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Cool It On Down

By on October 12, 2018
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In a continuing focus on air conditioning systems and what you can do to keep your cab comfortable in the late summer heat, understanding the complexity of your blower motor is very important. Not long ago, A/C systems were very simple, but like most systems on modern trucks, they have evolved to be computer controlled. 

In order for your A/C to blow cold air, the fan must be performing properly. Before computers found their way onto the modern truck, the blower motor system consisted of a power wire, ground wire, a few resistors for speed control, a switch and a thermal fuse to shut the system down in case too much heat was present in the resistors. It was relatively easy for technicians to learn how these systems worked and how to troubleshoot and repair them.

Blower Motor Complexity

Today’s blower motor systems still have a power wire and a ground wire to turn the blower motor, but the controls and safety aspects have dramatically changed. Trucks now have pulse-with-modulated (PWM) signals coming from an A/C computer over to the blower motor that tells it how fast to turn. A PWM signal is simply voltage, but the voltage is cycling on and off multiple times each second. If you want the motor to turn faster, the signal will cycle the voltage on the signal wire more frequently in a second. Some trucks cycle the ground wire. Both methods deliver the same result as you adjust fan speed.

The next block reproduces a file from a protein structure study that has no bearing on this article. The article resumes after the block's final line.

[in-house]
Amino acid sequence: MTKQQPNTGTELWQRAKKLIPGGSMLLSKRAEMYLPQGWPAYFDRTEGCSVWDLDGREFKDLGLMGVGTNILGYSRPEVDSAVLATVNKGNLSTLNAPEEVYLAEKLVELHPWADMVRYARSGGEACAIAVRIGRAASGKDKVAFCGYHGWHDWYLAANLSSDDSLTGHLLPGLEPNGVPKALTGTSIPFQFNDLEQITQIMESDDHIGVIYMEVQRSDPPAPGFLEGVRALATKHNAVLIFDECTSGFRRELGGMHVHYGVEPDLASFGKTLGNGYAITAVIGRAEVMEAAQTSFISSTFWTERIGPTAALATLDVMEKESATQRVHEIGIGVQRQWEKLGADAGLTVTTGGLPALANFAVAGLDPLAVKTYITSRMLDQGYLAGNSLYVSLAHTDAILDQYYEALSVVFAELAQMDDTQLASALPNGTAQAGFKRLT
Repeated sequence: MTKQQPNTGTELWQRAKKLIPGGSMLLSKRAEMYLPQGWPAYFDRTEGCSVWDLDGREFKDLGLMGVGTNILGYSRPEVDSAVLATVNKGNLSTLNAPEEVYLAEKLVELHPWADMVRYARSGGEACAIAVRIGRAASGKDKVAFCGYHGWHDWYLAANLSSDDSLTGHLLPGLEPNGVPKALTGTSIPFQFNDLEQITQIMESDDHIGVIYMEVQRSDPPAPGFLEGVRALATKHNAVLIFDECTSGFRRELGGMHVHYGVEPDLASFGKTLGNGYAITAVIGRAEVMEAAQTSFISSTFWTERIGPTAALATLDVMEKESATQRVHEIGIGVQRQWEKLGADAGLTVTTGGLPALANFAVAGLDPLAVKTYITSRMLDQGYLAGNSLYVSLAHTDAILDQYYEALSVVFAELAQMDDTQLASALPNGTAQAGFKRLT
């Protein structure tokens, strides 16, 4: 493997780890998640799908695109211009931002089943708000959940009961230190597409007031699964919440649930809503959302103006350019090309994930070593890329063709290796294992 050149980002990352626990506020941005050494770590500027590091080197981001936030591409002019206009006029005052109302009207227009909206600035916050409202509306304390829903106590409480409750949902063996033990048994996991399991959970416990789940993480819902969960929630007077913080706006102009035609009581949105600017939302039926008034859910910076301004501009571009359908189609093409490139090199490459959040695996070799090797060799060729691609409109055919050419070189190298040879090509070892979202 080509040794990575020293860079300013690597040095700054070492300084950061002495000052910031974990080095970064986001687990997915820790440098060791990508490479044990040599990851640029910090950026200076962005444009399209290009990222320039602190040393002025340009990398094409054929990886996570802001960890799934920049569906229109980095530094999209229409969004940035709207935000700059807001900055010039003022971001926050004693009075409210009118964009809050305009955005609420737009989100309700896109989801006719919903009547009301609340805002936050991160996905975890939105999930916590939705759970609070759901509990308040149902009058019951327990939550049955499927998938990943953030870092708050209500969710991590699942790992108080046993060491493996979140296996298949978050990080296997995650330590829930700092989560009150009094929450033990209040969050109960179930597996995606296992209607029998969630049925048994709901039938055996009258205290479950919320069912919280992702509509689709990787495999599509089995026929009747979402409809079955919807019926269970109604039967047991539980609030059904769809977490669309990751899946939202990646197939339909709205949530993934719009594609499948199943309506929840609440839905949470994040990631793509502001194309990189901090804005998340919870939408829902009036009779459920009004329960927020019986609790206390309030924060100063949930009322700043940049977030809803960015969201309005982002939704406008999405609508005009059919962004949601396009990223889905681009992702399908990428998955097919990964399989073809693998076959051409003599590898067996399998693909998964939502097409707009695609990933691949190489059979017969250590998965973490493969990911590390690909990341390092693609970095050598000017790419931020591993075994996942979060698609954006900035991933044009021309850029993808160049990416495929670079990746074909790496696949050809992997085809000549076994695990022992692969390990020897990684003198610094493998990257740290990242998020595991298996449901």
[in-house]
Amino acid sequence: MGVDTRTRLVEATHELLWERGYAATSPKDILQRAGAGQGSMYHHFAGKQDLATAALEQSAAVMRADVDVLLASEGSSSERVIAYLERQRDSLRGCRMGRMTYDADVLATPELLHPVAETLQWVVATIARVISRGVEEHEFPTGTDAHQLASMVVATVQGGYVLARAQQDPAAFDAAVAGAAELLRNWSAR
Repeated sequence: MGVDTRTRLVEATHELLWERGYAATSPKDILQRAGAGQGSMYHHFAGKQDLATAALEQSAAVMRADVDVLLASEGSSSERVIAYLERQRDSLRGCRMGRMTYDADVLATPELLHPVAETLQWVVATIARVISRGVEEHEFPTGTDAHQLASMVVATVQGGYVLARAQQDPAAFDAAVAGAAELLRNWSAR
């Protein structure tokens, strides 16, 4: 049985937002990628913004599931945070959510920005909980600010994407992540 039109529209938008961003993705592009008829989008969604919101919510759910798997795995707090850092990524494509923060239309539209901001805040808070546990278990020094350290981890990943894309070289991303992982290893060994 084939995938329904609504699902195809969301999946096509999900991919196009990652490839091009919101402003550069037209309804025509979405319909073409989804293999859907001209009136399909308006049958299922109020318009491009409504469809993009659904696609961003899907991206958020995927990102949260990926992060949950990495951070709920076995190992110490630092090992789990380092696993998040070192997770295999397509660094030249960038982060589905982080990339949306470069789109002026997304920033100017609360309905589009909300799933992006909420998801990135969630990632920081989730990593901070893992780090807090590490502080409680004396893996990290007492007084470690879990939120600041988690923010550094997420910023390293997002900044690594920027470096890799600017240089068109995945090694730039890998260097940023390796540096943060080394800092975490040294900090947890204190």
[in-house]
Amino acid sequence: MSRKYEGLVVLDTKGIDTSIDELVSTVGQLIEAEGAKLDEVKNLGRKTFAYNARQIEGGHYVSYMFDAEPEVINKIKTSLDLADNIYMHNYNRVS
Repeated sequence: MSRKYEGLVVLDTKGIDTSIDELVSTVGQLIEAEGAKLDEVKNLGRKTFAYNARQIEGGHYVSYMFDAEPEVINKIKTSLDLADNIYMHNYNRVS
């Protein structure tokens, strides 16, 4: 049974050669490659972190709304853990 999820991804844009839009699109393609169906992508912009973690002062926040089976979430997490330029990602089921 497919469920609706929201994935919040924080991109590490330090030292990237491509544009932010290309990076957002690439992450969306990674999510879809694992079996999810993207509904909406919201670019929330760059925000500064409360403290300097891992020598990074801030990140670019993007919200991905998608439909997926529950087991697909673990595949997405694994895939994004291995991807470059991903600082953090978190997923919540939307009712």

On some trucks, another wire is added that runs from the blower motor to the A/C computer. This wire allows the computer to compare the signal that was sent to the blower motor versus the response that came back. For example, the A/C computer may request that the blower motor turn at 2,500 RPMs. The signal coming back may report that the motor is only turning at 1,000 RPMs. This will trigger a code and will likely cause the A/C computer to shut down your A/C compressor and your blower motor. The complexity is a far cry from the former system controls.

Old methods like test lights are of no value for multiple reasons. Test lights cannot understand PWM signals nor return signals. Test lights create a path in an electronic circuit that is not engineered to be there, which could result in too much electricity flowing down the circuit and computers not functioning properly.

Importance of Diagnostics

With these new circuits, diagnostic computers must be connected to the truck, so a technician can see the type of information being sent and received on the computer screen. For example, most of these diagnostic computers can request that a blower motor turn at a certain speed and see if the blower motor complied. This method can help a technician determine if the truck’s A/C computer or the blower motor is at fault.

If you’re experiencing a problem with your A/C on a modern truck, take it to a qualified technician who understands these new blower motor circuits and can cool your cab and you back down in short order. TA Truck Service technicians have the service equipment and training required to help you diagnose and repair your A/C system. 

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